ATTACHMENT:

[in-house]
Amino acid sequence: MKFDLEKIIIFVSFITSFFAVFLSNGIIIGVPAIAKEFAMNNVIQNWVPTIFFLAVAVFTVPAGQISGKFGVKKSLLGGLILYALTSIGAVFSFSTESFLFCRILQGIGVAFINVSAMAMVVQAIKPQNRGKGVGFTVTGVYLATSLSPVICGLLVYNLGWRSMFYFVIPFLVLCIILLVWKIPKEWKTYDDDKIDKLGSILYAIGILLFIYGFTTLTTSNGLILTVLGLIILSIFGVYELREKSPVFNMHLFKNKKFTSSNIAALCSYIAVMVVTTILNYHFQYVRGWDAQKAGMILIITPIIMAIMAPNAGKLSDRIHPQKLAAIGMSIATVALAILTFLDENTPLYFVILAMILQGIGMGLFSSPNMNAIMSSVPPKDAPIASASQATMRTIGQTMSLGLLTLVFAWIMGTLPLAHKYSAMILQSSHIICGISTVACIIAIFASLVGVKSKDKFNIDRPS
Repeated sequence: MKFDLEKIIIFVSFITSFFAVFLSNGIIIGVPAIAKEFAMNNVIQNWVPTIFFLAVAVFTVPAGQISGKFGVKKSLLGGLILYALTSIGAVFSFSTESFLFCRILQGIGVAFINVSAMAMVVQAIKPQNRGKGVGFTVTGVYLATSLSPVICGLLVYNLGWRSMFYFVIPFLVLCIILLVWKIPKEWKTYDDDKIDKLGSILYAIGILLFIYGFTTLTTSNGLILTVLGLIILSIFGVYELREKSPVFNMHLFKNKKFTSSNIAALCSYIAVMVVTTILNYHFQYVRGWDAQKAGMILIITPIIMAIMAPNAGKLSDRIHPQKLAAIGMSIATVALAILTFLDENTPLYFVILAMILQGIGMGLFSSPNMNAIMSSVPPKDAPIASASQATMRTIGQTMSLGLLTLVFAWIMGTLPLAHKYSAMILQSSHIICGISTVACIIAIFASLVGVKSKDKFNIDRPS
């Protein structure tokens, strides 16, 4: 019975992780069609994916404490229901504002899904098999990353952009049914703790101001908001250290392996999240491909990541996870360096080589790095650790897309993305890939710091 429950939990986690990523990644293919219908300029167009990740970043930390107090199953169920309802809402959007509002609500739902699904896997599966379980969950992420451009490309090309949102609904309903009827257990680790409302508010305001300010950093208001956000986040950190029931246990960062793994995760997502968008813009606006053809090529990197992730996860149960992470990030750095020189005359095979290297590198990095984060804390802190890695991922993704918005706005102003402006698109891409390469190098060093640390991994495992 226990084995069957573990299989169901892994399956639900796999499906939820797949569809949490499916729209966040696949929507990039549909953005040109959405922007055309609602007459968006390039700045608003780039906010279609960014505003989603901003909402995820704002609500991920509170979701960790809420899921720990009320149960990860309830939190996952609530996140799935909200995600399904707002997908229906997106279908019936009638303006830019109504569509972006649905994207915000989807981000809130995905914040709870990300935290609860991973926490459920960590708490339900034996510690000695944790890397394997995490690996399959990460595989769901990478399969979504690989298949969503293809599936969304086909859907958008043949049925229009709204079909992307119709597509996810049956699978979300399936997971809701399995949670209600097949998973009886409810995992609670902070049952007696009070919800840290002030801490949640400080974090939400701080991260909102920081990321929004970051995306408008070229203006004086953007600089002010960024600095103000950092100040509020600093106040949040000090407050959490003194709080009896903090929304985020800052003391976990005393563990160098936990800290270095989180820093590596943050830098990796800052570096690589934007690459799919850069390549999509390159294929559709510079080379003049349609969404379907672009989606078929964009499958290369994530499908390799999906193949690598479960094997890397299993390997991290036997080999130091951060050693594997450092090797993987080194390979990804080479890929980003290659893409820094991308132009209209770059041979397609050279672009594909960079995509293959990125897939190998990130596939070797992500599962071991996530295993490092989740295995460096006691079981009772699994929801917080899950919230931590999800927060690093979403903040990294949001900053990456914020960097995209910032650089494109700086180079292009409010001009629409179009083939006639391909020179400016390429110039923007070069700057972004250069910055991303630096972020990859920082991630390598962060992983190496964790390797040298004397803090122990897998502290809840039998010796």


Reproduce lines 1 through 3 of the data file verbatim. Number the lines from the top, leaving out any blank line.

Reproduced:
[in-house]
Amino acid sequence: MKFDLEKIIIFVSFITSFFAVFLSNGIIIGVPAIAKEFAMNNVIQNWVPTIFFLAVAVFTVPAGQISGKFGVKKSLLGGLILYALTSIGAVFSFSTESFLFCRILQGIGVAFINVSAMAMVVQAIKPQNRGKGVGFTVTGVYLATSLSPVICGLLVYNLGWRSMFYFVIPFLVLCIILLVWKIPKEWKTYDDDKIDKLGSILYAIGILLFIYGFTTLTTSNGLILTVLGLIILSIFGVYELREKSPVFNMHLFKNKKFTSSNIAALCSYIAVMVVTTILNYHFQYVRGWDAQKAGMILIITPIIMAIMAPNAGKLSDRIHPQKLAAIGMSIATVALAILTFLDENTPLYFVILAMILQGIGMGLFSSPNMNAIMSSVPPKDAPIASASQATMRTIGQTMSLGLLTLVFAWIMGTLPLAHKYSAMILQSSHIICGISTVACIIAIFASLVGVKSKDKFNIDRPS
Repeated sequence: MKFDLEKIIIFVSFITSFFAVFLSNGIIIGVPAIAKEFAMNNVIQNWVPTIFFLAVAVFTVPAGQISGKFGVKKSLLGGLILYALTSIGAVFSFSTESFLFCRILQGIGVAFINVSAMAMVVQAIKPQNRGKGVGFTVTGVYLATSLSPVICGLLVYNLGWRSMFYFVIPFLVLCIILLVWKIPKEWKTYDDDKIDKLGSILYAIGILLFIYGFTTLTTSNGLILTVLGLIILSIFGVYELREKSPVFNMHLFKNKKFTSSNIAALCSYIAVMVVTTILNYHFQYVRGWDAQKAGMILIITPIIMAIMAPNAGKLSDRIHPQKLAAIGMSIATVALAILTFLDENTPLYFVILAMILQGIGMGLFSSPNMNAIMSSVPPKDAPIASASQATMRTIGQTMSLGLLTLVFAWIMGTLPLAHKYSAMILQSSHIICGISTVACIIAIFASLVGVKSKDKFNIDRPS